The English spoken in Bangladesh includes a few words which are different in British English and American English, plus some that are unique to Bangla English. Here are several words which are different from American English:
Capsicum – is a bell pepper/sweet pepper
Aubergine – eggplant (“BEG-un” in Bangla)
Coriander – cilantro (the leafy part of the coriander plant)
Lime – lime is lemon (“yellow limes” are a fairly rare sight here and they are a different breed)
Microbus – mini-van
There are other differences but these are the ones I encounter all the time. I’ll try to update this as I recall more.
While many Britishisms exist in Bangla, “schedule” is not “SHEY-duel” which is interesting considering that many of the words spelled with an “s” are pronounced with a “sh” sound (like “sari” or “sharee”). Plus, there are many Bangla words which I think would be a great addition to the English language. My first contender would be the expressive word for “end” or “finito!” — Shesh!
While a smile will get you far, as a foreigner in Bangladesh, learning a few phrases of Bangla is a good idea. I am not a linguist so I’ve made up my own system of phonetics. These are some of the phrases I have learned:
PAH-nee — water — This is the Bangla word I used most in this hot, hot, hot land.
DON-ah-bawd — thank you (foreigners like to use this but I’m told it’s not really part of the culture. I’ve seen nods of the head or a closed fist to the chest used as “thank you” and that works too).
Sah-ley-al-eh-kyum — greetings (it’s from Arabic and is how you greet people or announce your presence) — I often just say “good evening/good day/hello” and that seems to work.
DECK-A-hawb-aa — see you later.
AH-che — gotcha or yes, I’m listening to you and I understand that you are speaking. I like “gotcha” because it rhymes with the Bangla word.
EK-tah — one of (EK is one).
SHESH — done as in “enough” and “it’s over.”
LAWG-bey-nah — No need or I do not need it (useful when rickshaws try to run you over in their eagerness for your custom). This is the phrase I have found most useful.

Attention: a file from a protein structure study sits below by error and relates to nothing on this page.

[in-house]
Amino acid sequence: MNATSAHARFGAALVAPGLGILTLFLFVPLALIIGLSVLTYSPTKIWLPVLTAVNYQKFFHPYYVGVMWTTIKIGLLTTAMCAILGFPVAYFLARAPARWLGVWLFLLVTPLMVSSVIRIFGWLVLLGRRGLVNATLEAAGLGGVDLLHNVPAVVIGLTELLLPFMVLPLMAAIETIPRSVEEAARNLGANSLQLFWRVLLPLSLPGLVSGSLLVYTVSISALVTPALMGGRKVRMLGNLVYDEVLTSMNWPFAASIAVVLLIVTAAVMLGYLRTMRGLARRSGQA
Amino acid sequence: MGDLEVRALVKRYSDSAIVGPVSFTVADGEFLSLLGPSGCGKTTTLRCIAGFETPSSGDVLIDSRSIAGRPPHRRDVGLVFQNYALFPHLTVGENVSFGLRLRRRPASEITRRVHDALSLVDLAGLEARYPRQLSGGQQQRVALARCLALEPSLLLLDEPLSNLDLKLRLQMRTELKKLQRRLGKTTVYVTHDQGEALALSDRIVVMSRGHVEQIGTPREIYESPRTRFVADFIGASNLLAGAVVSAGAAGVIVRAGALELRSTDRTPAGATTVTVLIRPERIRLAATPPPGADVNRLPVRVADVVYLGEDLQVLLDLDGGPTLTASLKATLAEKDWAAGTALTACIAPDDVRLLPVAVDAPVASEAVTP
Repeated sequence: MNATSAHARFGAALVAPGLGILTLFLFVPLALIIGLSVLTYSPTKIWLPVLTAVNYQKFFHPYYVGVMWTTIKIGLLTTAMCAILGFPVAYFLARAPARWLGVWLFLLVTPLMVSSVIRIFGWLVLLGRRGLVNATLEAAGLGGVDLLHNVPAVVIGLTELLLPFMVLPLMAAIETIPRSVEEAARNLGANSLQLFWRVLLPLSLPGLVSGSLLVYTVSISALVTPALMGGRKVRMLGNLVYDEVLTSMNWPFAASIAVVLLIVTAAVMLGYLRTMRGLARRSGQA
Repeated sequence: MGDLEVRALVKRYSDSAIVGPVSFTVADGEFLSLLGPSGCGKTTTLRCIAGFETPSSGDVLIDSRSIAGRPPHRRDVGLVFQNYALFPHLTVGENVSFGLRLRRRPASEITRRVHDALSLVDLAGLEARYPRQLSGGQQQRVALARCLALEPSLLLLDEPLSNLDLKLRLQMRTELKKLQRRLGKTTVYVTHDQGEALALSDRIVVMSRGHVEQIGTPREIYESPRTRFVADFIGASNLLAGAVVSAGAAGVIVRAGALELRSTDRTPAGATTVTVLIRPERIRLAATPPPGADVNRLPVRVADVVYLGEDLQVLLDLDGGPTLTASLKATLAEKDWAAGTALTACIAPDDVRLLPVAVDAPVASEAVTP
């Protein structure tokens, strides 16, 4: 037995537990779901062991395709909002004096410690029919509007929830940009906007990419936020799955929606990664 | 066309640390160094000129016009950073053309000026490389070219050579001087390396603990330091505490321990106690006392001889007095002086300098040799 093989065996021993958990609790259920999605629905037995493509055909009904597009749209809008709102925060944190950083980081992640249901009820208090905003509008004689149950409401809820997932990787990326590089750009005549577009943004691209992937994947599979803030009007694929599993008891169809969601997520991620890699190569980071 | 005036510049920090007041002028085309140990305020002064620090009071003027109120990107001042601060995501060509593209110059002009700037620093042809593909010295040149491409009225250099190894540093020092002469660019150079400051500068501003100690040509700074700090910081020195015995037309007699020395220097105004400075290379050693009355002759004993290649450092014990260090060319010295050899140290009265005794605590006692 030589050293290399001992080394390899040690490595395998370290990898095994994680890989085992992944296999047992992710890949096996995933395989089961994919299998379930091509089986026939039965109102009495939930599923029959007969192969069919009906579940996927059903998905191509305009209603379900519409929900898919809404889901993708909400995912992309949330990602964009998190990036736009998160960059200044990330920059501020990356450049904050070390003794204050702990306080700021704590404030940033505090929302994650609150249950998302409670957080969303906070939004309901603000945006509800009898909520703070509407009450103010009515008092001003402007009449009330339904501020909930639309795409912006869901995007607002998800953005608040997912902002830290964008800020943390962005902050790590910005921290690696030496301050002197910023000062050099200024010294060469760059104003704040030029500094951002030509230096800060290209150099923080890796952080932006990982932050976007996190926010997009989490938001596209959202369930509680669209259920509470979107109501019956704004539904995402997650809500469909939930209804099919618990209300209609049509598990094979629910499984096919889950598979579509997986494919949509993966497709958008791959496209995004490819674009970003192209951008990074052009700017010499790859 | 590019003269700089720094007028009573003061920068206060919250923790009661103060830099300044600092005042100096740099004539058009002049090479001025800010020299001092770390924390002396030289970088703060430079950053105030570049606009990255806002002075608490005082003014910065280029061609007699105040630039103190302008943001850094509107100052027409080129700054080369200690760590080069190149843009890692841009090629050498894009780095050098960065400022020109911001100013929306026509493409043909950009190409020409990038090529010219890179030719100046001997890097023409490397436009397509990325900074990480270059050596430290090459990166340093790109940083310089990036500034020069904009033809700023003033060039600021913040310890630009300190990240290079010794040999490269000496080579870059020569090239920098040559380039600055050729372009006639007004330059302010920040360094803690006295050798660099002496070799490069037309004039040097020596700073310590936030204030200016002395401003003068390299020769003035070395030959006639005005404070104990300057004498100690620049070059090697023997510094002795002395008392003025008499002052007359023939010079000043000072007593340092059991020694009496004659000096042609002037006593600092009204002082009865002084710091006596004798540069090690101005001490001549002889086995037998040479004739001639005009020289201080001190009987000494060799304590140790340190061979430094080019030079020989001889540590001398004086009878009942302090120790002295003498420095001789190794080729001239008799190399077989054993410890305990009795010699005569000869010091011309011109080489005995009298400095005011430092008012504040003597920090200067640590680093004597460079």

Empty streets in Dhaka? This year, Durga Puja and Eid-ul-Adha happened within days of each other so the government was closed for several days. The week also included a harvest festival, Wangala, and a full moon. Whatever the religion, many Dhaka-ites went home to their villages to spend holiday time with their families. The result was quiet in Dhaka much like in Europe the day after Christmas. Some businesses were closed for Durga Puja and almost all were closed for Eid-ul-Adha and the day after. By Thursday, a few places opened up again. 7-11 has not arrived in Bangladesh yet (there is probably a 7-11 but it is not the official franchise) but they too would have been busy if they were here.
This is the most shuttered I’ve seen Dhaka. The result was that the streets were empty. So you could get nowhere fast. Which we did when we went exploring.
As Eid-ul-Adha (a celebration commemorating Abraham’s willingness to sacrifice his son) approaches, many Muslims will buy a “cow” to sacrifice. Although folks say “cow,” the cattle for sale are actually bulls. The largest “cow market” in Dhaka is the Gabtoli cattle fair, located on the road to Savar, next to the Gabtoli bus terminal. I was told to take “gum boots” because of the cow “mud” on the ground. One person even told me to take a rain jacket as protection against the “mud” on the cows which might rub against me. It had not rained recently, so when I got to the cattle market, I chose not to wear my rubber boots (and I did not take a rain jacket anyway). It was extremely dusty and crowded.